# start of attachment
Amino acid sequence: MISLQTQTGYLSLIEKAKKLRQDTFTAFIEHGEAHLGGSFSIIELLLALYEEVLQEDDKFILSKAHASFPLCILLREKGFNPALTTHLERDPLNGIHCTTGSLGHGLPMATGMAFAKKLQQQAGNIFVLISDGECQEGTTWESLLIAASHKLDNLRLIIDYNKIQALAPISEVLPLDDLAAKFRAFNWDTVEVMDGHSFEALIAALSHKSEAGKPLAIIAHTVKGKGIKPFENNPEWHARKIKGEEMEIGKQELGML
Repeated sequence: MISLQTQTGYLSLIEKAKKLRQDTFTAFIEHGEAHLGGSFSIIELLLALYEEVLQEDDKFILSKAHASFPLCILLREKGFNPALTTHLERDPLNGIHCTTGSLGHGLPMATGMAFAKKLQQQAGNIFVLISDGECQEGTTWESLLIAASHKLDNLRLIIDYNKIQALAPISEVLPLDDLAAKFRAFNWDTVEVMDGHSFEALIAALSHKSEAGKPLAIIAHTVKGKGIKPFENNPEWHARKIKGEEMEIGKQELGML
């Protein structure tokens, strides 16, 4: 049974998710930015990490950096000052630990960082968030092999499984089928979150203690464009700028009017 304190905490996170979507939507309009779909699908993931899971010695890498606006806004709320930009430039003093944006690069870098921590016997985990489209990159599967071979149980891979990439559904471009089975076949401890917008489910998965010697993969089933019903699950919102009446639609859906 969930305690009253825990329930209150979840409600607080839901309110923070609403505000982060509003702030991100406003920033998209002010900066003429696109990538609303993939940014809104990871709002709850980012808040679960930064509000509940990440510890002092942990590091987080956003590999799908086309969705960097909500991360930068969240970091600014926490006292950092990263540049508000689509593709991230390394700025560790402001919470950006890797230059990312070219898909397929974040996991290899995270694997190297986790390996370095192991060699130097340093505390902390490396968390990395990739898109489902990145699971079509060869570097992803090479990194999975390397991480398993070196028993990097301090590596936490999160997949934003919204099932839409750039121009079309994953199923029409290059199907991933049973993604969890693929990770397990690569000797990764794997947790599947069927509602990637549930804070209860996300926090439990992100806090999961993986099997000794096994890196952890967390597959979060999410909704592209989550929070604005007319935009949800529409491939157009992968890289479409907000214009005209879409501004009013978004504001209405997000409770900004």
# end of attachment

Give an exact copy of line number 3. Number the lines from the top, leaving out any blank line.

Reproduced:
């Protein structure tokens, strides 16, 4: 049974998710930015990490950096000052630990960082968030092999499984089928979150203690464009700028009017 304190905490996170979507939507309009779909699908993931899971010695890498606006806004709320930009430039003093944006690069870098921590016997985990489209990159599967071979149980891979990439559904471009089975076949401890917008489910998965010697993969089933019903699950919102009446639609859906 969930305690009253825990329930209150979840409600607080839901309110923070609403505000982060509003702030991100406003920033998209002010900066003429696109990538609303993939940014809104990871709002709850980012808040679960930064509000509940990440510890002092942990590091987080956003590999799908086309969705960097909500991360930068969240970091600014926490006292950092990263540049508000689509593709991230390394700025560790402001919470950006890797230059990312070219898909397929974040996991290899995270694997190297986790390996370095192991060699130097340093505390902390490396968390990395990739898109489902990145699971079509060869570097992803090479990194999975390397991480398993070196028993990097301090590596936490999160997949934003919204099932839409750039121009079309994953199923029409290059199907991933049973993604969890693929990770397990690569000797990764794997947790599947069927509602990637549930804070209860996300926090439990992100806090999961993986099997000794096994890196952890967390597959979060999410909704592209989550929070604005007319935009949800529409491939157009992968890289479409907000214009005209879409501004009013978004504001209405997000409770900004």